Category Archives: Small Potatoes and Tuesdays @ the Piggly Wiggly

Back to Oz

I never saw the movie Wizard of Oz until I was a young adult. Not once. Even though the movie was released in theatres long before I was born, it would be shown on TV once a year on Wonderful World of Disney which happened on Sunday nights. But during my growing up years, we went to church—Training Union (we were Baptists) and Sunday night service. Always. No exceptions. I missed seeing the movie in its entirety every year.

Finally, there was a time when I made my own choices about Sunday nights and I vowed to watch this iconic film when it came on. I did. I was so excited—and then scared, especially when the wicked witch threatened sweet Dorothy and her adorable dog. Of course, we only had a black and white TV at the time, so her “greenness” was not apparent. Still, I was intrigued throughout the movie and absorbed its message. 

Dorothy wanted to go home, back to Kansas where she felt like she belonged. But her journey took a magical turn and she ended up in a place too grand to describe. She made new friends along the yellow brick road—experienced new perils, trials, and decisions. But Dorothy learned courage and fortitude and loyalty along the way, and by doing that helped herself and her friends complete their journeys of discovery.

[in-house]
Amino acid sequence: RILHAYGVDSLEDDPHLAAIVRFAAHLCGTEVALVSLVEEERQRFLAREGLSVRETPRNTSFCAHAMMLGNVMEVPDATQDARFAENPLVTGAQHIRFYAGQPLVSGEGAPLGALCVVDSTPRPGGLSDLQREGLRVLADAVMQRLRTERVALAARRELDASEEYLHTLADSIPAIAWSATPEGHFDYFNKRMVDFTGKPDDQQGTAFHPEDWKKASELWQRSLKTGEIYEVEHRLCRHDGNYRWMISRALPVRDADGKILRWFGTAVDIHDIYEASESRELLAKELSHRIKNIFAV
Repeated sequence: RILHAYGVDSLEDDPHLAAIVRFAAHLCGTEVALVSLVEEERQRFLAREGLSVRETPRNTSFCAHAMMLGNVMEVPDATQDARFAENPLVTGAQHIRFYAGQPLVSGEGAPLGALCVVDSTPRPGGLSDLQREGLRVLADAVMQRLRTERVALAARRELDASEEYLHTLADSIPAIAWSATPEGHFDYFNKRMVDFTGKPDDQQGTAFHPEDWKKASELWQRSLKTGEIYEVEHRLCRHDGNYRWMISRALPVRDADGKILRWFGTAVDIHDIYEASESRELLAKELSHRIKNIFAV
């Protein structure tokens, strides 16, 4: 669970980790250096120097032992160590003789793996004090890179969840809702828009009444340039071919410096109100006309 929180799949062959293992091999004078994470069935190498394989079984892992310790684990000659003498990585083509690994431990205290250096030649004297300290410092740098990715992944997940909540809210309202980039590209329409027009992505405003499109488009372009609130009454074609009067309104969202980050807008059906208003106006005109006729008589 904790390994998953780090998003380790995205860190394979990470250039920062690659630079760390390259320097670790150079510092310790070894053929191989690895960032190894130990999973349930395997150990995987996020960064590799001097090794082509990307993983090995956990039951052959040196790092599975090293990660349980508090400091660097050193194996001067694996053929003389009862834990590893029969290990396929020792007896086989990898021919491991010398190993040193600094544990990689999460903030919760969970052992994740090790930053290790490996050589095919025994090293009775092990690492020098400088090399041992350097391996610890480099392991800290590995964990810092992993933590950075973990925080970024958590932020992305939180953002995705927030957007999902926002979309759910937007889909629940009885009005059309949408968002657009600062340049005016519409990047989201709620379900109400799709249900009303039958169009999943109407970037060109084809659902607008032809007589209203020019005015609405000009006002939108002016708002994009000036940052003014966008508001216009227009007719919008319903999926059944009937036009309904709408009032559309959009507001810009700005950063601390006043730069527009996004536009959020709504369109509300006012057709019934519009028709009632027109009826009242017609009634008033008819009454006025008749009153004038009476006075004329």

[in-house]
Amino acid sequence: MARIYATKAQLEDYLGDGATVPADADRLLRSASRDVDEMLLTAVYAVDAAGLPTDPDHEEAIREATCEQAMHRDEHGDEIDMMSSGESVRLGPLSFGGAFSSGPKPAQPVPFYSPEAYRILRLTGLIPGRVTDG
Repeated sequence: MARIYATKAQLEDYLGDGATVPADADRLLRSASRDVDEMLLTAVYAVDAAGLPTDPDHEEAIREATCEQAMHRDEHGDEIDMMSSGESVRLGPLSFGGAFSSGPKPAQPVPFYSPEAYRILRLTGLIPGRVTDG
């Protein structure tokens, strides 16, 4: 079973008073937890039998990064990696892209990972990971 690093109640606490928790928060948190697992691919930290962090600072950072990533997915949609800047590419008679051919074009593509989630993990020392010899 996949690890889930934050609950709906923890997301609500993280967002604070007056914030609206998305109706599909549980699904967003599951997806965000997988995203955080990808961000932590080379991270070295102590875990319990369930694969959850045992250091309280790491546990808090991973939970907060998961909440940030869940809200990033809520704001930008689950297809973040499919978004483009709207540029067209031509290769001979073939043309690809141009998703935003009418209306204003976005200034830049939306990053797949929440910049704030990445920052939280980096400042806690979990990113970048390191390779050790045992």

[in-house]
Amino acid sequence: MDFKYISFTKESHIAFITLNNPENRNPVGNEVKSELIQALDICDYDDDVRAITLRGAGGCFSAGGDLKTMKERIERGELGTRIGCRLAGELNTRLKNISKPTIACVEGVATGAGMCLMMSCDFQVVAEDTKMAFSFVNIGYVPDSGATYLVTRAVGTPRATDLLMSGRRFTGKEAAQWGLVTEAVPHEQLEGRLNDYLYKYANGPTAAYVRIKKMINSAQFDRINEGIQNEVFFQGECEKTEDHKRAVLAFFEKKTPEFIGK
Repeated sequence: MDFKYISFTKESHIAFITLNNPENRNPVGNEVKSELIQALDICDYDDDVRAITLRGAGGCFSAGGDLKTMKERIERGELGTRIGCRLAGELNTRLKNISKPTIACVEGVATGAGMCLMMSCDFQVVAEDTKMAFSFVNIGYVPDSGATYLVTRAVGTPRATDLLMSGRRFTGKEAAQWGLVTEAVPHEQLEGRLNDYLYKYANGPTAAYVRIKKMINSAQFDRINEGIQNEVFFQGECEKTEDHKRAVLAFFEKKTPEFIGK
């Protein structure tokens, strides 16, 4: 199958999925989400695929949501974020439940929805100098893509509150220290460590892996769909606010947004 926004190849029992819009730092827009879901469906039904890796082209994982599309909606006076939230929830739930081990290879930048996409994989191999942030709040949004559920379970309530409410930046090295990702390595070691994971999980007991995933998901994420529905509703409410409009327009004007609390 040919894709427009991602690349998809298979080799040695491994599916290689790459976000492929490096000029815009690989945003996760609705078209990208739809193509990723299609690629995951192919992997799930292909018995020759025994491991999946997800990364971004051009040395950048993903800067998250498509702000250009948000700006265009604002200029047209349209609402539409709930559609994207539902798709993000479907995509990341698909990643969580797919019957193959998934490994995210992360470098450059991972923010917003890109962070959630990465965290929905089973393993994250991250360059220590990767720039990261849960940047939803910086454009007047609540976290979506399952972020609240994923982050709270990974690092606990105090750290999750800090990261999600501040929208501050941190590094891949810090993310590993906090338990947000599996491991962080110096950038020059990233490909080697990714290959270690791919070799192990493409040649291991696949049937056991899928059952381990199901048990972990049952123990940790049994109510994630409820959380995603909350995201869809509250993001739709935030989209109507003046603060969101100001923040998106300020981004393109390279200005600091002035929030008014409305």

One of the perks of getting older is that I can glance back at my rather lengthy road and see how perils, trials, and decisions placed mile markers of discovery. One epiphany I had while watching the Wizard of Oz movie is that Dorothy and her friends found that what they sought they already had. Security, courage, intelligence, and compassion. These attributes were already built into them, and yet, they had lost their awareness of them. They had fumbled around in fear and disillusionment needlessly. I need (perhaps you do, too) to reacquaint myself and reignite the gifts God gave me instead of continuing down the road in search of something else.

Apostle Paul writes in 1 Corinthians 12 (The Message).

God wants us to use our intelligence, to seek to understand as well as we can. For instance, by using your heads, you know perfectly well that the Spirit of God would never prompt anyone to say “Jesus be damned!” Nor would anyone be inclined to say “Jesus is Master!” without the insight of the Holy Spirit.

God’s various gifts are handed out everywhere; but they all originate in God’s Spirit. God’s various ministries are carried out everywhere; but they all originate in God’s Spirit. God’s various expressions of power are in action everywhere; but God himself is behind it all. Each person is given something to do that shows who God is: Everyone gets in on it, everyone benefits. All kinds of things are handed out by the Spirit, and to all kinds of people! 

Etched in Stone

Down here in the South, family is really important. That’s why family reunions are often major annual events.